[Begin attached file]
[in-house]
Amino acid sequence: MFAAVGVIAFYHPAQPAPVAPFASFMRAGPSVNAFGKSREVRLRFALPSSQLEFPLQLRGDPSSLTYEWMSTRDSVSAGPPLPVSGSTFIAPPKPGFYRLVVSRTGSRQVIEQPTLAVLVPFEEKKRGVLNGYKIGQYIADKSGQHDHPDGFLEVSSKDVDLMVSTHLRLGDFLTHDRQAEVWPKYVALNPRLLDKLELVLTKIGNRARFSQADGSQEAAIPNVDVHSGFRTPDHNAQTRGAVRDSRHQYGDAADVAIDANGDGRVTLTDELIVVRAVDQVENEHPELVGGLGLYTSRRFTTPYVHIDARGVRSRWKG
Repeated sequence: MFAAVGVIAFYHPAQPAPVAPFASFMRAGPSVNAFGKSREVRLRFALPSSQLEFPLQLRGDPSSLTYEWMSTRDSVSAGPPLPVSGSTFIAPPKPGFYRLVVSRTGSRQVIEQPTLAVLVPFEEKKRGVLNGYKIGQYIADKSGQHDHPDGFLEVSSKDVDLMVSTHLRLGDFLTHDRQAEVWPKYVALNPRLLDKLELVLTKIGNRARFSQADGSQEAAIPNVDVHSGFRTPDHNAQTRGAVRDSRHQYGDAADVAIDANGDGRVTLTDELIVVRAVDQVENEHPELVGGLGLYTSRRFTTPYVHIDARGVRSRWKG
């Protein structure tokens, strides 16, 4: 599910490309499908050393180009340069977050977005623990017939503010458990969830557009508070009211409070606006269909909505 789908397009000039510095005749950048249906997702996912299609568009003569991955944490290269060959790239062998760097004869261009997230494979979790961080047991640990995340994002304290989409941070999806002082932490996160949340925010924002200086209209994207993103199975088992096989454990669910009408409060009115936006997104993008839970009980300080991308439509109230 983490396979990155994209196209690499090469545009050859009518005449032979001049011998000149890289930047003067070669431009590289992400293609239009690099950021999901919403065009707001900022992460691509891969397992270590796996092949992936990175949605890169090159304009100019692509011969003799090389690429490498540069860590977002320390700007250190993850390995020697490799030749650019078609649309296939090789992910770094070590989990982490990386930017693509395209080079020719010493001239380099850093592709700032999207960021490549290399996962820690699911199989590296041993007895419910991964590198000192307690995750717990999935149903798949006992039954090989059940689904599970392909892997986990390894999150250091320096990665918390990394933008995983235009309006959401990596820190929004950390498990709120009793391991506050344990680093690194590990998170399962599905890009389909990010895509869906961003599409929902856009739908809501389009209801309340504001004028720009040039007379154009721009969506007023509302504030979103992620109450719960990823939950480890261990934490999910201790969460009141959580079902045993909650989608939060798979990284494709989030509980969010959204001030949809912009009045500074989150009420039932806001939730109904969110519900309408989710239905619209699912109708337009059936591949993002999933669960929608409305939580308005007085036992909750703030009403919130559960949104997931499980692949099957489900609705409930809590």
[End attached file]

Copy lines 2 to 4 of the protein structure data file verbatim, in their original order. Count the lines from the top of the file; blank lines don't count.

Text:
Amino acid sequence: MFAAVGVIAFYHPAQPAPVAPFASFMRAGPSVNAFGKSREVRLRFALPSSQLEFPLQLRGDPSSLTYEWMSTRDSVSAGPPLPVSGSTFIAPPKPGFYRLVVSRTGSRQVIEQPTLAVLVPFEEKKRGVLNGYKIGQYIADKSGQHDHPDGFLEVSSKDVDLMVSTHLRLGDFLTHDRQAEVWPKYVALNPRLLDKLELVLTKIGNRARFSQADGSQEAAIPNVDVHSGFRTPDHNAQTRGAVRDSRHQYGDAADVAIDANGDGRVTLTDELIVVRAVDQVENEHPELVGGLGLYTSRRFTTPYVHIDARGVRSRWKG
Repeated sequence: MFAAVGVIAFYHPAQPAPVAPFASFMRAGPSVNAFGKSREVRLRFALPSSQLEFPLQLRGDPSSLTYEWMSTRDSVSAGPPLPVSGSTFIAPPKPGFYRLVVSRTGSRQVIEQPTLAVLVPFEEKKRGVLNGYKIGQYIADKSGQHDHPDGFLEVSSKDVDLMVSTHLRLGDFLTHDRQAEVWPKYVALNPRLLDKLELVLTKIGNRARFSQADGSQEAAIPNVDVHSGFRTPDHNAQTRGAVRDSRHQYGDAADVAIDANGDGRVTLTDELIVVRAVDQVENEHPELVGGLGLYTSRRFTTPYVHIDARGVRSRWKG
């Protein structure tokens, strides 16, 4: 599910490309499908050393180009340069977050977005623990017939503010458990969830557009508070009211409070606006269909909505 789908397009000039510095005749950048249906997702996912299609568009003569991955944490290269060959790239062998760097004869261009997230494979979790961080047991640990995340994002304290989409941070999806002082932490996160949340925010924002200086209209994207993103199975088992096989454990669910009408409060009115936006997104993008839970009980300080991308439509109230 983490396979990155994209196209690499090469545009050859009518005449032979001049011998000149890289930047003067070669431009590289992400293609239009690099950021999901919403065009707001900022992460691509891969397992270590796996092949992936990175949605890169090159304009100019692509011969003799090389690429490498540069860590977002320390700007250190993850390995020697490799030749650019078609649309296939090789992910770094070590989990982490990386930017693509395209080079020719010493001239380099850093592709700032999207960021490549290399996962820690699911199989590296041993007895419910991964590198000192307690995750717990999935149903798949006992039954090989059940689904599970392909892997986990390894999150250091320096990665918390990394933008995983235009309006959401990596820190929004950390498990709120009793391991506050344990680093690194590990998170399962599905890009389909990010895509869906961003599409929902856009739908809501389009209801309340504001004028720009040039007379154009721009969506007023509302504030979103992620109450719960990823939950480890261990934490999910201790969460009141959580079902045993909650989608939060798979990284494709989030509980969010959204001030949809912009009045500074989150009420039932806001939730109904969110519900309408989710239905619209699912109708337009059936591949993002999933669960929608409305939580308005007085036992909750703030009403919130559960949104997931499980692949099957489900609705409930809590």